I think that implies that about 533k shares were tendered using the odd lot priority. Intercap received $50m instead of $70m. My guess is they won’t be doing this again! It would actually not have surprised me if they had changed the tender offer rules to exclude odd lot priority after seeing this.

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  29. It looks like Fido withheld again for IRA’s. It’s preliminary and they did make good on the last CAD tender they withheld after complaints were filed, but it took a long time to straighten out.

    Date 01/08/2024
    Symbol 256TND054
    Symbol Desc. DOCEBO INC COM NPV TENDER FROM CUSIP 25609L105
    Type Cash
    Shares -99.000
    Price 8.00
    Amount $792.00

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    • Yup, and in my self directed 401k as well. Sooo looking forward to complaining for months.

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  30. Let’s see what the Fido reorg / div pending entry looks like before jumping to any conclusions, that’s the other $47 worth. Hoping when that dividend entry gets redeemed and paid, we get the full $47/share and not just 85% of it with 15% going to tax withholding. That’s what happened with DOOO and it took a few months to straighten out.

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  31. What is the $8 portion from Fidelity supposed to represent? In other words, why split out $8 from the other potential $47?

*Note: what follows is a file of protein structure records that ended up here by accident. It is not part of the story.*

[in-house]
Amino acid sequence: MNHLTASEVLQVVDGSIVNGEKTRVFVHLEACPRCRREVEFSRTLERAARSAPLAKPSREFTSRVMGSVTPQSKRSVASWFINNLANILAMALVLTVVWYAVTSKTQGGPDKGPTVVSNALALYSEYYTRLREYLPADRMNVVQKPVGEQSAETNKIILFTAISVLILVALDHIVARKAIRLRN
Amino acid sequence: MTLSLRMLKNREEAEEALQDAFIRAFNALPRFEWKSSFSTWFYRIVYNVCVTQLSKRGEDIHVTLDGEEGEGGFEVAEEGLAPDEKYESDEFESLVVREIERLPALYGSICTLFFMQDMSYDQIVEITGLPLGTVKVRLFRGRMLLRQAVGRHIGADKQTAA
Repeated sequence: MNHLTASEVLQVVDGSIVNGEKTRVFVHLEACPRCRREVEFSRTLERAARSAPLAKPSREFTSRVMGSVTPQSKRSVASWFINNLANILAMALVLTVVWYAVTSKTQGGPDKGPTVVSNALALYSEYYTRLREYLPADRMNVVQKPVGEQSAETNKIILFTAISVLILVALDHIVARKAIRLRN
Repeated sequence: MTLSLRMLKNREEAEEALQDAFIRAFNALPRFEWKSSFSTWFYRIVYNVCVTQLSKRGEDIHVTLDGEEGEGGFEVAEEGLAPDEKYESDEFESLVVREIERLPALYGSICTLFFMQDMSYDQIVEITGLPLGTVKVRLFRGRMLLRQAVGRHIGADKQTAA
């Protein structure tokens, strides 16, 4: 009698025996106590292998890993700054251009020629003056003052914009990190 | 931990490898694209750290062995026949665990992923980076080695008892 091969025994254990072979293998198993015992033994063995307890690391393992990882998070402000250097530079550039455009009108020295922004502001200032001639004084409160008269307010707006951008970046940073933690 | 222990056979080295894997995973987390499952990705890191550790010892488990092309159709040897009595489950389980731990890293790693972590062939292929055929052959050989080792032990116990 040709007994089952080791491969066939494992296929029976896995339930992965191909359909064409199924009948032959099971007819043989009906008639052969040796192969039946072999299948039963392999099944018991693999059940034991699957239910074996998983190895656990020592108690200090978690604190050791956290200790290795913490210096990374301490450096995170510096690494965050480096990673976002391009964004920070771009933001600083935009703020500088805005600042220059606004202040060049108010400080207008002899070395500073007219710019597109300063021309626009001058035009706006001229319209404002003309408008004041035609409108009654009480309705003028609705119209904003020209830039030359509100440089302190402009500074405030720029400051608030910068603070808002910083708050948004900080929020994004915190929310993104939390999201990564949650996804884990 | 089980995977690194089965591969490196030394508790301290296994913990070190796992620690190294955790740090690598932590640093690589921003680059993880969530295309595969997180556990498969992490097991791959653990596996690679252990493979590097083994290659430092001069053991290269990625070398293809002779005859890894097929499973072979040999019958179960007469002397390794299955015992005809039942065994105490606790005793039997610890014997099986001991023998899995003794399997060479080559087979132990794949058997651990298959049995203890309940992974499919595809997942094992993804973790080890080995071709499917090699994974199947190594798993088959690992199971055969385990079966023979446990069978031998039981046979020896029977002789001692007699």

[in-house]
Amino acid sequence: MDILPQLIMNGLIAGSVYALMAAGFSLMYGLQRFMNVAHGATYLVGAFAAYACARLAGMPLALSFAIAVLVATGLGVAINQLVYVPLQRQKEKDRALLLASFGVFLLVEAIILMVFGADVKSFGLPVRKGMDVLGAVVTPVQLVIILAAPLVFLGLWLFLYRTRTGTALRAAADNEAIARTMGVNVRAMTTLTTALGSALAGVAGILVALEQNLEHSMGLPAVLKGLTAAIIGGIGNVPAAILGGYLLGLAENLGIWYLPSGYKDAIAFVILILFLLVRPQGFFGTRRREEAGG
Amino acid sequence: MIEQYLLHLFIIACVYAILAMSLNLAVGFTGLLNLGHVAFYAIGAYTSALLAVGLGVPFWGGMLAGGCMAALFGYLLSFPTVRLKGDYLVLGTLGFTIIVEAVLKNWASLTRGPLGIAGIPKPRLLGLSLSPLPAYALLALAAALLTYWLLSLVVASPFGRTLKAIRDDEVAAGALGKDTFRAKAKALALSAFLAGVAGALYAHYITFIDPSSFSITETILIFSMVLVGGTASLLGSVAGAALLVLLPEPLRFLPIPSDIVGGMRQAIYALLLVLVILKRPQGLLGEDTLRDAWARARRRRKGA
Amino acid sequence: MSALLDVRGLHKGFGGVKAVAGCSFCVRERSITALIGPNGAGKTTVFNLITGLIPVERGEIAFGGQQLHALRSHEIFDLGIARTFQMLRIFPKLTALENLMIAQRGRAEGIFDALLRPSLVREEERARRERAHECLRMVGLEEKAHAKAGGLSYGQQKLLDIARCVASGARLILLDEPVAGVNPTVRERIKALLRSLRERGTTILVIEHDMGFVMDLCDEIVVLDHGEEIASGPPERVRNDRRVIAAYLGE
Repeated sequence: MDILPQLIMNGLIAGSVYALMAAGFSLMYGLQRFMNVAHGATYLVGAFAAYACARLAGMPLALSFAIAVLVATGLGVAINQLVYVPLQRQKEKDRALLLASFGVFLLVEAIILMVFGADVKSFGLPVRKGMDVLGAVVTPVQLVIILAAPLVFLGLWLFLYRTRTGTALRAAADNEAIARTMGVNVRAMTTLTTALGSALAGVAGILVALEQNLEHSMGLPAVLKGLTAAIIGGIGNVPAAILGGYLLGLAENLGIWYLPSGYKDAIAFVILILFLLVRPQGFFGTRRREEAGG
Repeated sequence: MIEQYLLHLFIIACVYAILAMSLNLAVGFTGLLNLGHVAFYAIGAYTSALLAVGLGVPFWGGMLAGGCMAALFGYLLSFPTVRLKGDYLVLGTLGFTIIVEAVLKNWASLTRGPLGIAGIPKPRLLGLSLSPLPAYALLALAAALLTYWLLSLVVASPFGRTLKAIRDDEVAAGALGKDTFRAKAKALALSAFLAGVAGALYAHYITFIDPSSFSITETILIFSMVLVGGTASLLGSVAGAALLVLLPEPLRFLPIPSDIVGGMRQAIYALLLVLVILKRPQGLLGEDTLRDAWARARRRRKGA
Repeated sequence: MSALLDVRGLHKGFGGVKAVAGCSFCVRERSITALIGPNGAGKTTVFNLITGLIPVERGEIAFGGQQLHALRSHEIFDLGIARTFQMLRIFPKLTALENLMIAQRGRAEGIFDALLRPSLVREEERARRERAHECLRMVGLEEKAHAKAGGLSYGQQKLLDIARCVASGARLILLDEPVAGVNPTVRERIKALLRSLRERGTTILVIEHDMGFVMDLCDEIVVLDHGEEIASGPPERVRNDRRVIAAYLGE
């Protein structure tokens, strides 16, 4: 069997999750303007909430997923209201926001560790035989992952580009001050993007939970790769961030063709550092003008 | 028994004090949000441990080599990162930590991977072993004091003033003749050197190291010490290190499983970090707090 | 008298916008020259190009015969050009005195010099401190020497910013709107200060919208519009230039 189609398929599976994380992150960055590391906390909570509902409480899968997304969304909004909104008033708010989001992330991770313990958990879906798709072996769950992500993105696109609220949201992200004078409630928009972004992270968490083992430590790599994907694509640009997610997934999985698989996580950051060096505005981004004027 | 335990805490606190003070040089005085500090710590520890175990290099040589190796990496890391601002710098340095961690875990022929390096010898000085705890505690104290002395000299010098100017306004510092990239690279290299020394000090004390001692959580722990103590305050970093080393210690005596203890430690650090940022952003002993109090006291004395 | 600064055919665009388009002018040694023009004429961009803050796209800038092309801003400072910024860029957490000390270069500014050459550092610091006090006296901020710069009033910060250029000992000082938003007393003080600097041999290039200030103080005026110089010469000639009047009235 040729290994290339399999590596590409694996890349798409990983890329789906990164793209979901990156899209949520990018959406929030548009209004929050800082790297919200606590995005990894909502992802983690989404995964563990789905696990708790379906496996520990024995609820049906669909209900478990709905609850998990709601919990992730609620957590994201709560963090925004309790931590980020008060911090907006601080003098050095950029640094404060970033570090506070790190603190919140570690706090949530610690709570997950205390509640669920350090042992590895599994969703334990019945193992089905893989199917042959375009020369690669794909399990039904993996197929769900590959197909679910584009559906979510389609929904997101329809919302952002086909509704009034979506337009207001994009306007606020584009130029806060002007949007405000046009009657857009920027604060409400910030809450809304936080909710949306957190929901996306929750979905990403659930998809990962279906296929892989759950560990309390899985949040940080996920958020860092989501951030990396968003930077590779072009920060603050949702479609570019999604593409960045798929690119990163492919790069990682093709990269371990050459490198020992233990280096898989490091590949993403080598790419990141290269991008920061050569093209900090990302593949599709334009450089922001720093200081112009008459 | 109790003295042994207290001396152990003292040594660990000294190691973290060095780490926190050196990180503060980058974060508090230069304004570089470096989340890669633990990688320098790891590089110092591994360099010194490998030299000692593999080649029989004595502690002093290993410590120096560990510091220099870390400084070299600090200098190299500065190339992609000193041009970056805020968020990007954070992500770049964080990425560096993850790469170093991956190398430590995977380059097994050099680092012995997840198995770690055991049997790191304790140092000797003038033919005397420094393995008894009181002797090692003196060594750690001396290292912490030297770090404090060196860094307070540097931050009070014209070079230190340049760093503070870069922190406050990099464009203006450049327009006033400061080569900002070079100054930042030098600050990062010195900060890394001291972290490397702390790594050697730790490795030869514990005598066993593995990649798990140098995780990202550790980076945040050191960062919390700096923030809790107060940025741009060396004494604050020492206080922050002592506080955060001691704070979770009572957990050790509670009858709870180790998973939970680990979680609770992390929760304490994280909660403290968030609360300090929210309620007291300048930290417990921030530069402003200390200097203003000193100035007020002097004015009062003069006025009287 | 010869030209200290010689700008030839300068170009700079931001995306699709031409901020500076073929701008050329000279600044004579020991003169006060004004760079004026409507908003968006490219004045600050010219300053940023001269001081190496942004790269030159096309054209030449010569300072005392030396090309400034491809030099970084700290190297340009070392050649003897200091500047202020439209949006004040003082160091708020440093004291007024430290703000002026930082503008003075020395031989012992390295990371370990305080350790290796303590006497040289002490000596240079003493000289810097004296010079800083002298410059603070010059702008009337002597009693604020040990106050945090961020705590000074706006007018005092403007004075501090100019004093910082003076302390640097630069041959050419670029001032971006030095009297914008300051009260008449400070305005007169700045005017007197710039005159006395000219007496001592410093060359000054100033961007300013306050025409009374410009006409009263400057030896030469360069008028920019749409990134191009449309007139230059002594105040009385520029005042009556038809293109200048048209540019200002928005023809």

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  32. $10.60 CAD / 1.33 = ~$8.00 USD = paid-up capital, the non-dividend portion.

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  33. The 47 cash out still not paid at IB ?

    Isn’t this taking an awfully long time ?

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  34. Welcome to the world of Canadian tender offers! I didn’t get the dividend proceeds of IMO until 01/02/24 or so, and they announced final results on 12/13/23. You get a higher total return, generally speaking, in Canadian Tender Offers, but the trade-off is how much you have to wait.

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    • What happened to the THREE days ??? That was Yesterday, based on their filing of the 4th .

      WHEN WILL DOCEBO PAY FOR THE COMMON SHARES DEPOSITED?

      Docebo will publicly announce the number of Common Shares validly tendered to the Offer, the number of Deposited Common Shares to be purchased and the aggregate purchase price promptly after the Expiration Date and will take up Common Shares to be purchased pursuant to the Offer promptly after the Expiry Time (which is required to occur no later than 10 days after such time). Docebo will pay for such Common Shares promptly after taking up such Common Shares (which payment is required to occur no later than *** THREE *** business days after the Common Shares have been taken up). See Section 9 of the Offer to Purchase, “Taking Up and Payment for Deposited Common Shares”.